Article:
In order not to feel so bad about yourself the first defence is to lie. And, of course, you know that if you own up to this then the greatest weapon the therapist has will come down on you: you do not want to get better, you feel safe in the system. You are wrong and worthless. And now it’s official. [I have bipolar and have been on the receiving end of CBT.]

Physical problems obscured by the mental health diagnosis.

One attendee at a bipolar therapy group experienced long periods of depression with a few manic episodes. The various treatments that had been tried were of little benefit but, more by luck, he found his own cure: his mood improved when he ate iron-rich food and he was diagnosed with anaemia. [I went to the same group.]

A young woman, diagnosed with paranoid schizophrenia, was obsessed with her pulse rate fearful that something was wrong with her heart. Because of her mental health history, she was advised against, sometimes quite strongly, from this constant checking. She was under 40 when she died from a heart problem. [She was a dear friend who I met in hospital and went to therapy groups with.]

Rational, extreme emotions obscured by mental health blinkers.

A brilliant man (poet, walker, choral singer, Oxford graduate, lawyer) had been diagnosed with manic-depression in his late teens, long before it was relabelled ‘bipolar’. Not long after his 21st birthday and graduation, his son was diagnosed with leukaemia and given a life-sentence of six months. The father spent every possible moment at his son’s bedside, and spiralled into a rapid decline when the end came. Within two years he had become institutionalised. He died in hospital a few years later, an absolute wreck of a man. He was treated for bipolar, but he died of grief. [He was a dear friend over many years – we met at art therapy, he introduced me to a U3A writing group and a walking group, and supported me when I was struggling.]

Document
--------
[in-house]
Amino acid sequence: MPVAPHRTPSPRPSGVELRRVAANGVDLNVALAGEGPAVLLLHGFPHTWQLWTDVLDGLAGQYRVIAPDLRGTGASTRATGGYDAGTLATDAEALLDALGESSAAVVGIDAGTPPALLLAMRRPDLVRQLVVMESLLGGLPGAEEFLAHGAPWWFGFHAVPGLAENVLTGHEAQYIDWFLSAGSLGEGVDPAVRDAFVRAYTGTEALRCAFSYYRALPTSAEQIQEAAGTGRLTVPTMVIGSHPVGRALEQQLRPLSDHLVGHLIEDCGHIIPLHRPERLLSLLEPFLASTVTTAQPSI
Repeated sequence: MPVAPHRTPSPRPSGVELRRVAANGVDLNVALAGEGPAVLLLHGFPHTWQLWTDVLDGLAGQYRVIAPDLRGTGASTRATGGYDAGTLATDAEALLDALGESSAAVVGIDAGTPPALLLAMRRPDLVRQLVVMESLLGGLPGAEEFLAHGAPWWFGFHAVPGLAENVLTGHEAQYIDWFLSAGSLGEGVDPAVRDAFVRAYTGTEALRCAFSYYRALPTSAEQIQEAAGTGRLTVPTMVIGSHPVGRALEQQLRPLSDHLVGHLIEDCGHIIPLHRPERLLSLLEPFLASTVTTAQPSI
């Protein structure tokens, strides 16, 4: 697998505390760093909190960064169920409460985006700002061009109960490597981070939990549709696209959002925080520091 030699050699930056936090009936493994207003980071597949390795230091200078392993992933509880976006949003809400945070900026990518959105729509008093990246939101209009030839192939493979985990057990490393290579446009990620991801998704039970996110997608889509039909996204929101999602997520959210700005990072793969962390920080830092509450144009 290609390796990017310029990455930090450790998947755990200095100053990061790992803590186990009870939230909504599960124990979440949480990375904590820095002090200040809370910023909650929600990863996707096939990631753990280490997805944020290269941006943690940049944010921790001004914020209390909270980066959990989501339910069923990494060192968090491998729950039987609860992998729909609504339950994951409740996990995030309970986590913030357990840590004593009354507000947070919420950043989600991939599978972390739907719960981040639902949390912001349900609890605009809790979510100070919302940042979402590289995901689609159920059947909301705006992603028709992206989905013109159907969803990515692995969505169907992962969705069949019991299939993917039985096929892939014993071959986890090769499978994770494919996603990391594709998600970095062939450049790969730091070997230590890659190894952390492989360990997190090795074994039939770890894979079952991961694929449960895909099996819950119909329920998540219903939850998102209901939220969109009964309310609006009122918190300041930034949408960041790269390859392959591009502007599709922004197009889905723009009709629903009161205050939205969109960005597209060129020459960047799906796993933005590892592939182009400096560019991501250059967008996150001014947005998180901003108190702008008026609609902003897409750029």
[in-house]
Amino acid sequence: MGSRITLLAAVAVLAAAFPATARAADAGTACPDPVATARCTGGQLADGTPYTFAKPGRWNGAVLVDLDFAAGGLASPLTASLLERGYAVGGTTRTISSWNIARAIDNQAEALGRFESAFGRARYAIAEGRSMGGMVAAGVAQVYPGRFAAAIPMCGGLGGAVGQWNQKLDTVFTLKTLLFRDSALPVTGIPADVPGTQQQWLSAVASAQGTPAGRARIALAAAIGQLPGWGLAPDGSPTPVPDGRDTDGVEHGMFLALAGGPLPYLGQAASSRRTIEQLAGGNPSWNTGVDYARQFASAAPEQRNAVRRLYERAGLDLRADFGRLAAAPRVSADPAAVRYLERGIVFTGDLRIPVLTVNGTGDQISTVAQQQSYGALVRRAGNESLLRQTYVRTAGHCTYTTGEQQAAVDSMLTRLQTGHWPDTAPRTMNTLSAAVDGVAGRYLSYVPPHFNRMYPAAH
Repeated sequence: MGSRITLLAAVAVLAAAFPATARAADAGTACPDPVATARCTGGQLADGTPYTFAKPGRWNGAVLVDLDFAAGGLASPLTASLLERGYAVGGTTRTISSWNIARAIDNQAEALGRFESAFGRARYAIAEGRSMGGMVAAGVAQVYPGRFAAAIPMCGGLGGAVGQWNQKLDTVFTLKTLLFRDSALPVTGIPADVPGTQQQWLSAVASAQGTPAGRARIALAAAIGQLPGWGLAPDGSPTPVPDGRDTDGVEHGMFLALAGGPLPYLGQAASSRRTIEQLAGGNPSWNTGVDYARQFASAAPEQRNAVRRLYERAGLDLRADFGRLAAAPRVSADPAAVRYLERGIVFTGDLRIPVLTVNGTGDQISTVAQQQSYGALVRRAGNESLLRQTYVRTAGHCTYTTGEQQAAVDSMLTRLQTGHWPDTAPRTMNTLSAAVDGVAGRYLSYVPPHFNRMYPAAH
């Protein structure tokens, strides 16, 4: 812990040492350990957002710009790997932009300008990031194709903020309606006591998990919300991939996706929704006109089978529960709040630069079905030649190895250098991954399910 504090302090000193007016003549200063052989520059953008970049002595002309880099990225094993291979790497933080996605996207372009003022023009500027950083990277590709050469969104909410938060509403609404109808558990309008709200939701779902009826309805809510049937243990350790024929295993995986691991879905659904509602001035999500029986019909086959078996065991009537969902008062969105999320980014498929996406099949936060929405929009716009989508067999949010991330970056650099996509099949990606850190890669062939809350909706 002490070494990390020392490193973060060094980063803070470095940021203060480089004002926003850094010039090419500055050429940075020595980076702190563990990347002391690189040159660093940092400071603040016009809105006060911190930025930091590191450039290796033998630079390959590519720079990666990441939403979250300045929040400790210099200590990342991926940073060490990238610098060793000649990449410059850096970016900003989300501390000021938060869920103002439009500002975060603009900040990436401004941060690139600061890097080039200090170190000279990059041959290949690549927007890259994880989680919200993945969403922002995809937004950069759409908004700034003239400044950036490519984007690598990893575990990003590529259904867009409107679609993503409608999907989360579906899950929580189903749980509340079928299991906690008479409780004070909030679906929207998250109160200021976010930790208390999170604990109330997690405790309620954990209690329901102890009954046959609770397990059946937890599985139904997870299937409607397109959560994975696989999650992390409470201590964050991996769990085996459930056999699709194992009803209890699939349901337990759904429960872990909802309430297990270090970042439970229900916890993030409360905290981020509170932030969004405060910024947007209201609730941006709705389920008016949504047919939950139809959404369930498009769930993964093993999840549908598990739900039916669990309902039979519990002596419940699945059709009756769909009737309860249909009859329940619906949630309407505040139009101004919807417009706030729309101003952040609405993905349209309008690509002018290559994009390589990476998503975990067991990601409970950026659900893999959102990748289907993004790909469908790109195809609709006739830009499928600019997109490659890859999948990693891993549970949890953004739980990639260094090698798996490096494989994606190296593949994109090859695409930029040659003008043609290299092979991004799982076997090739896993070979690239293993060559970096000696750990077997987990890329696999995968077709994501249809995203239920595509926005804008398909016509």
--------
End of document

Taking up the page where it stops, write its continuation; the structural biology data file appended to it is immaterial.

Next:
External, natural forces

It is well-documented that animals are affected by natural phenomena, like cats ‘running up’ curtains in a storm. What about human animals? I am quite seriously affected by changes in air pressure, with very painful ears and severe mood changes.

Unexpected life-changing events

CBT has been hailed as a therapy with universal benefit. “It got me from being suicidal and on long-term sick leave, to fully functioning and in a successful career.” In a therapy group of five individuals, each person also receiving 1-2-1 therapy and psychiatric support, only one recovered and returned to full-time working and independent living. That person had experienced a breakdown after her husband of many years left her. The others in the group had long-term mental health illnesses. [I was one of the other four.]

End thoughts

I know that CBT works for some people. I also know that some people feel that the fault is with them if it doesn’t work. But, most importantly, I believe that any health fix that works so well for so many conditions is probably too good to be true.
Look to yourself for self-approval. Others may be too busy looking inwards to see your reality.
Seek out the good in yourself. Others may be too busy proving their own worth to recognise yours.
Strive to better the person you were yesterday. Others may be too busy trying to keep you at your worst.
Know your own worth. Maz, X